Parasitic diseases affect low-income nations with health consequences that affect the economy of these countries. Research aimed at understanding their biology and identification of potential targets for drug development is of the highest priority. Inhibitors of channels formed by proteins of the gap junction family such as suramin and probenecid are currently used for treatment of parasitic diseases caused by pathogenic protozoan. Gap junction proteins are present in both vertebrates and invertebrates permitting direct and indirect cellular communication. These cellular specializations are formed by two protein families corresponding to connexins (vertebrates) and innexins (invertebrates). In addition, a third protein family composed by proteins denominated pannexins is present in vertebrates and shows primary sequence homology to innexins. Channels formed by these proteins are essential in many biological processes. Recent evidences suggest that gap junction proteins play a critical role in bacterial and viral infections. Nonetheless, little is known about the role of these channels in parasitic infections. In this chapter, we summarized the current knowledge about the role of gap junction family proteins and channels in parasitic infections.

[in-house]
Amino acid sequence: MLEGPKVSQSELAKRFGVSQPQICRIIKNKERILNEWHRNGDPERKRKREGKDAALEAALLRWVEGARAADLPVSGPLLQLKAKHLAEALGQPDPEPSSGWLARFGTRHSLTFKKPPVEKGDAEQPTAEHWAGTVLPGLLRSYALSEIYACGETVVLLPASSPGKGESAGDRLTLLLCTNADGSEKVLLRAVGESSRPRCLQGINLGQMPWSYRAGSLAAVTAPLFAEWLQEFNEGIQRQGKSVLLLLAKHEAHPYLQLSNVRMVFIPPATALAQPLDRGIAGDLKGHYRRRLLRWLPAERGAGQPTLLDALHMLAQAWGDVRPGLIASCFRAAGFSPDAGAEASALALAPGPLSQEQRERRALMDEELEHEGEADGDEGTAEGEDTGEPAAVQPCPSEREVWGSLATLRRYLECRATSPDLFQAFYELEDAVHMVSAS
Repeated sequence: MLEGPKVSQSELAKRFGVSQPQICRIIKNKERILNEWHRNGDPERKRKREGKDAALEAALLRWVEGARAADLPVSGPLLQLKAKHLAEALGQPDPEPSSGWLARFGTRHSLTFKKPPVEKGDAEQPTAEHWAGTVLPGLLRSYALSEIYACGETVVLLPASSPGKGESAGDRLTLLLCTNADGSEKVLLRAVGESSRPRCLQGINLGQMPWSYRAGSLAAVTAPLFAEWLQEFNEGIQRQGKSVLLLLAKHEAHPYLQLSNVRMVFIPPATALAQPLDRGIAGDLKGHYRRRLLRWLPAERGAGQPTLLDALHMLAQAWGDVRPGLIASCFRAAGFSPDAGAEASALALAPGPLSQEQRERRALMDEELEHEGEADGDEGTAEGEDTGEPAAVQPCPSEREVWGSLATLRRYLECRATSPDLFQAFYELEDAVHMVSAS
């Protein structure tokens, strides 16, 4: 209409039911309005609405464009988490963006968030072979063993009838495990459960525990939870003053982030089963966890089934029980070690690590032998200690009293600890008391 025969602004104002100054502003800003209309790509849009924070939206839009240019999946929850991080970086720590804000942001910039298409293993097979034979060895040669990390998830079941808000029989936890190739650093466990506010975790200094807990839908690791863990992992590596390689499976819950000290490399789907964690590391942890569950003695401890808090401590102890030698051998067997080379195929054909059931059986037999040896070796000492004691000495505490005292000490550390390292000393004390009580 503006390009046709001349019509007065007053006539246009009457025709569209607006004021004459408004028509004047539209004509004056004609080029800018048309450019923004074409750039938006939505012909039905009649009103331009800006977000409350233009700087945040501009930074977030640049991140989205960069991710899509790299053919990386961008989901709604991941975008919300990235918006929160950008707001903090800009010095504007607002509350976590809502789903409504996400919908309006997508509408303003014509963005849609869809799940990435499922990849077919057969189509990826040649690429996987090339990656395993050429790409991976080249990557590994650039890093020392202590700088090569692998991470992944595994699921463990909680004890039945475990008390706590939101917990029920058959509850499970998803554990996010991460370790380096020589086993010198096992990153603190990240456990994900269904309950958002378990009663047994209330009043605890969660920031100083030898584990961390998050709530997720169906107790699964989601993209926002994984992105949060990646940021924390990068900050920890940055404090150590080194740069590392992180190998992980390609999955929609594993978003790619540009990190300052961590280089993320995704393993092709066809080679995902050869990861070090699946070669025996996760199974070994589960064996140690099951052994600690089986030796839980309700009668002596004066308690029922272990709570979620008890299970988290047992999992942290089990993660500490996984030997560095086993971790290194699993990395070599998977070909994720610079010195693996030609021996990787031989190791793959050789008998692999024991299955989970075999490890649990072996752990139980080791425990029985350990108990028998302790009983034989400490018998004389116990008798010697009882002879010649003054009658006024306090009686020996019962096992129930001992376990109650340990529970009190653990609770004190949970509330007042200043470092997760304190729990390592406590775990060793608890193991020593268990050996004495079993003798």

Part of the book: Natural Remedies in the Fight Against Parasites